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THE BOY WITH THE PERPETUAL NERVOUSNESS

A MEMOIR

Raw, compelling, and darkly lyrical.

A British journalist and critic tells the story of a working-class adolescence overshadowed by traumatic experiences with sexual abuse at the hands of a teacher.

The son of northern English Catholic parents, Caveney (Screaming with Joy: The Life of Allen Ginsberg, 1999, etc.) was a “devout child” who didn’t know he was working-class until he was in grammar school and “met people who weren’t.” He worked through his feelings of rejection and made friends with fellow outsiders. Together, they bonded over the music of Patti Smith, the Pretenders, and Joy Division while Caveney found personal solace in the novels of Kafka. As he grew up and became more critical of his world, he began to hate the “parochiality [and]…lack of imagination” that characterized the people around him. His life changed drastically after he met “Rev. Kev,” the rebel English teacher at his Catholic high school who “smoked ‘pot’…[and] was into Stevie Wonder.” Drawn to Rev. Kev’s culture and intelligence, Caveney regularly chatted with his teacher about books, ideas, and his hatred of the “small-souled petty-minded white working class.” Their conversations led to a night out to the theater, which ended with the Rev. Kev’s forcing himself on Caveney before taking him home. Unwilling to speak of that episode and of many similar ones that followed, the author kept the molestation a secret from his parents. The author ultimately broke free of his teacher’s influence; but the helplessness and rage simmering just below the surface impacted almost every subsequent personal relationship he had. Even more devastatingly, it pushed the adult Caveney into “psych wards, rehabs, [and] therapists’ offices” to find answers for the anguish that continued to torment him long after he left home. Despite its dark subject matter, the book is neither hopeless nor despairing thanks in large part to the author’s mordant wit. Caveney seeks to understand pain and find redemption through the very act of surviving.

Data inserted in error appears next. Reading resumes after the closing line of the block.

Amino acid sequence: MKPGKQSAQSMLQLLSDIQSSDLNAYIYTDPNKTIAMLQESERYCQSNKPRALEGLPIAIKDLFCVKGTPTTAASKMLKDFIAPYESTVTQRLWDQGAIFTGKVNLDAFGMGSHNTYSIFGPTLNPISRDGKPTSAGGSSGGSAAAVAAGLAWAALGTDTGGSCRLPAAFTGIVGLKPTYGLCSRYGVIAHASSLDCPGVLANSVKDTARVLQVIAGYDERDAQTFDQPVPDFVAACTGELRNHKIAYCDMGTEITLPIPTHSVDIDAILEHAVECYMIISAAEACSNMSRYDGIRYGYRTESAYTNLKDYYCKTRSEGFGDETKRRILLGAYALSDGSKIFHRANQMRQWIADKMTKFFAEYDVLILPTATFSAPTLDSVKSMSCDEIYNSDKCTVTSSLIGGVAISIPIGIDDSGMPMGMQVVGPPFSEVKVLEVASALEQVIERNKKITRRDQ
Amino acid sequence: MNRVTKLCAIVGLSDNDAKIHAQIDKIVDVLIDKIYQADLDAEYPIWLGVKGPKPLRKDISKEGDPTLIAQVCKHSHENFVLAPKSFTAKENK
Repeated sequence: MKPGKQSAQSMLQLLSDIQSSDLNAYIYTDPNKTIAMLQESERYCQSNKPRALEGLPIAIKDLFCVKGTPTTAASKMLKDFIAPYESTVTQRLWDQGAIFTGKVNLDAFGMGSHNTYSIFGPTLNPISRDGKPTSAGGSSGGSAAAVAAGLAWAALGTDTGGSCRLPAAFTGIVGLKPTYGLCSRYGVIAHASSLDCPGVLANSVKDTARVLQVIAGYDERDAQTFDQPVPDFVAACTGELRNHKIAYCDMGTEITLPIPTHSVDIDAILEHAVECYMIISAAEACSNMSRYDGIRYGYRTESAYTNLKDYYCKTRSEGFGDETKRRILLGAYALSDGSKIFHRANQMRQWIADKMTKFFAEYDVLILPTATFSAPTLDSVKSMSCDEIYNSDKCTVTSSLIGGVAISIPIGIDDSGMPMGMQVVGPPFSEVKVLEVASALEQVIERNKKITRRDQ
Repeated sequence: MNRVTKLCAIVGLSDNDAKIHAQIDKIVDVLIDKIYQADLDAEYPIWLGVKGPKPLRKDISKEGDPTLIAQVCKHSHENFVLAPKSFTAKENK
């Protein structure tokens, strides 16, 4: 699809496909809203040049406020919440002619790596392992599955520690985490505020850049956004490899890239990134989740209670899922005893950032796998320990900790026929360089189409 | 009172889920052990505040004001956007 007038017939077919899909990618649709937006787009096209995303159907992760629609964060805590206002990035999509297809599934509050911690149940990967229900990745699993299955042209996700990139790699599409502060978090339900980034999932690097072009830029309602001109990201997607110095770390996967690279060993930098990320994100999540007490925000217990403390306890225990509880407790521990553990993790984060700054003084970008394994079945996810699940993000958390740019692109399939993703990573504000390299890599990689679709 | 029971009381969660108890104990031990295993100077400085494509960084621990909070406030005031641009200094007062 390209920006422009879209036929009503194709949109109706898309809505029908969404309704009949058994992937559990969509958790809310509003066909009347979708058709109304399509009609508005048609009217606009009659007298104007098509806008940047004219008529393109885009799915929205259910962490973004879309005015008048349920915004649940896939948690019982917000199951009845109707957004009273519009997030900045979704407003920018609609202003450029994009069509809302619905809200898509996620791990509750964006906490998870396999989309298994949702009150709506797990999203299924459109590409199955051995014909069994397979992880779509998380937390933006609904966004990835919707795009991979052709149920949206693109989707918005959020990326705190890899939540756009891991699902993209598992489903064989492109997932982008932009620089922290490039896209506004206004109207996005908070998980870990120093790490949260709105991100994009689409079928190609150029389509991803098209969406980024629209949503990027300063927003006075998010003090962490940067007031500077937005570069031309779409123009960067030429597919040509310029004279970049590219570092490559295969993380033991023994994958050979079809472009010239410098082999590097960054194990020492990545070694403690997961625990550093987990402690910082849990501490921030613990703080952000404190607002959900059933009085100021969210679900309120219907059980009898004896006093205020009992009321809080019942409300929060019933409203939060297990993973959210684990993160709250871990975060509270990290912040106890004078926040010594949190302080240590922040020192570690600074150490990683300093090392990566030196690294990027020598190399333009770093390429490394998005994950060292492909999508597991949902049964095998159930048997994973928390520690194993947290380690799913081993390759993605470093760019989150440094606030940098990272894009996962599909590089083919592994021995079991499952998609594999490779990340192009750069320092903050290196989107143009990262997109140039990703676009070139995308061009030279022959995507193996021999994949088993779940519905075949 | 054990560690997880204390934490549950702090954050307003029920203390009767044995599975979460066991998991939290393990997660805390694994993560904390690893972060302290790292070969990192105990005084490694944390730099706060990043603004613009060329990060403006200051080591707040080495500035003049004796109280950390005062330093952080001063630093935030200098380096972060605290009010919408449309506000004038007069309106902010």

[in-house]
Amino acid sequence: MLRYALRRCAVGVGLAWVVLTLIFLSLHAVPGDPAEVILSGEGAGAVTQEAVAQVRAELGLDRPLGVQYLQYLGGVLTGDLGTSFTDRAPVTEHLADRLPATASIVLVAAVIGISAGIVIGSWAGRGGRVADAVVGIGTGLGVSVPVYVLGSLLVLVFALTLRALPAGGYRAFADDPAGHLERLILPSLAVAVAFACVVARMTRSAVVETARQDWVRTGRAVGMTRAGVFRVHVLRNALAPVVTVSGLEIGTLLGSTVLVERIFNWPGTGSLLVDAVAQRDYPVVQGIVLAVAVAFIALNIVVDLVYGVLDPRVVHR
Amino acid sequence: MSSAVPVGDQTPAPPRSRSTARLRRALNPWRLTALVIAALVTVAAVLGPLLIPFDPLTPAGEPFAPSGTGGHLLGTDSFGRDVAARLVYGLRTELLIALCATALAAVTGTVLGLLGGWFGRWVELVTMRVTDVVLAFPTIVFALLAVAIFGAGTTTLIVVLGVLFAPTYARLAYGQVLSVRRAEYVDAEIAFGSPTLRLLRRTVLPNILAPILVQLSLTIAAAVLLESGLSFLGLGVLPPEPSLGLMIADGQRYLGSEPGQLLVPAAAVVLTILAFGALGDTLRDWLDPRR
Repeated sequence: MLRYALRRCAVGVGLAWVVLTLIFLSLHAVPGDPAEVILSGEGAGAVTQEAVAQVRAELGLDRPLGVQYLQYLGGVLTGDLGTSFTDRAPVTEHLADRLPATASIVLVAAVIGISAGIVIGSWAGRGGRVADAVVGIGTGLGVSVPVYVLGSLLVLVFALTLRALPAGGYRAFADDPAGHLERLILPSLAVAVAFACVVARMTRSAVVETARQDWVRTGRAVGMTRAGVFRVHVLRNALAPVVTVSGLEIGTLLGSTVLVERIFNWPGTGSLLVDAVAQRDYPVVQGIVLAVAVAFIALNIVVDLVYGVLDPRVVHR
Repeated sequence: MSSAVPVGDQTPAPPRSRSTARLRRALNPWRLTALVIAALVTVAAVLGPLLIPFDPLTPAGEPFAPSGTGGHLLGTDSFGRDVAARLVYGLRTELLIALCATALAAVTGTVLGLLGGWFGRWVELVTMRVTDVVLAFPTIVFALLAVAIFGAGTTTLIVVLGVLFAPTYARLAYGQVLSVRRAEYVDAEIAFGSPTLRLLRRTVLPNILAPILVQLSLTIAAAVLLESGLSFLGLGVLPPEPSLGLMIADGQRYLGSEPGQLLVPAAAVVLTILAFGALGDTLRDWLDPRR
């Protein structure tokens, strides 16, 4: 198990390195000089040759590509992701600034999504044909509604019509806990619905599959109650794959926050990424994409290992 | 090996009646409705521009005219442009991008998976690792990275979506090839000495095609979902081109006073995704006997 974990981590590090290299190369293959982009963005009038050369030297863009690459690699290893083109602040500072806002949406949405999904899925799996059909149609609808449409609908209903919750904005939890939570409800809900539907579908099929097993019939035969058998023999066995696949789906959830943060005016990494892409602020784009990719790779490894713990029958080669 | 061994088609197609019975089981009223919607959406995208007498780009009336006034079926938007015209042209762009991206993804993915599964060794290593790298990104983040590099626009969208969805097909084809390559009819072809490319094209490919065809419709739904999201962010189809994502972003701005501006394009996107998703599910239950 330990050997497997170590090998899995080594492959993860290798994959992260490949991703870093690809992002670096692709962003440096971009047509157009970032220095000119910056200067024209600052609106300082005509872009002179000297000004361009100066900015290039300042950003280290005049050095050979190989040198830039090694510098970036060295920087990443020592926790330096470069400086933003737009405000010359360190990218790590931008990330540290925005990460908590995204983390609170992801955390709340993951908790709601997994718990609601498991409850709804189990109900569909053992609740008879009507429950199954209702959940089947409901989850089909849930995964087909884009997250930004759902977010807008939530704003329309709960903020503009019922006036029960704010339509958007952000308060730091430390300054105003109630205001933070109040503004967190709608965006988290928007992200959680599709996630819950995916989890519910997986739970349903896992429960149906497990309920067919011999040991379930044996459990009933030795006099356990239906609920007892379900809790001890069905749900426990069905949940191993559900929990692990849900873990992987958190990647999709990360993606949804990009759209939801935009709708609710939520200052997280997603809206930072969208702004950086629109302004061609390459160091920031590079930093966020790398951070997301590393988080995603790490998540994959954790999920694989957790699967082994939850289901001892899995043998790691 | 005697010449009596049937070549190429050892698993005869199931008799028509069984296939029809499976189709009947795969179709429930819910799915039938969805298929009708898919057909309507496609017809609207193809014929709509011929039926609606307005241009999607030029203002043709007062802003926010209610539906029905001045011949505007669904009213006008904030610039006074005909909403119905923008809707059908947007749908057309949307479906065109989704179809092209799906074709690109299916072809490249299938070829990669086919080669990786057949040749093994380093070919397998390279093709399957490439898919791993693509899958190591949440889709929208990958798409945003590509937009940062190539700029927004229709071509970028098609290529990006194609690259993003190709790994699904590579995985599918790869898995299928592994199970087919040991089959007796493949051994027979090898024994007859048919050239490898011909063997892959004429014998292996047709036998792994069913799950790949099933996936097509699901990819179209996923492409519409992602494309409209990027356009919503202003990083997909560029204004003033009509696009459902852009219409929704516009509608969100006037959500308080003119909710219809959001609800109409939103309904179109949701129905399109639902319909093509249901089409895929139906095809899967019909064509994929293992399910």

Raw, compelling, and darkly lyrical.

Pub Date: July 3, 2018

ISBN: 978-1-5011-6596-2

Page Count: 272

Publisher: Simon & Schuster

Review Posted Online: April 29, 2018

Kirkus Reviews Issue: May 15, 2018

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BETWEEN THE WORLD AND ME

NOTES ON THE FIRST 150 YEARS IN AMERICA

This moving, potent testament might have been titled “Black Lives Matter.” Or: “An American Tragedy.”

Awards & Accolades

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  • Kirkus Reviews'
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  • IndieBound Bestseller


  • National Book Award Winner


  • Pulitzer Prize Finalist

The powerful story of a father’s past and a son’s future.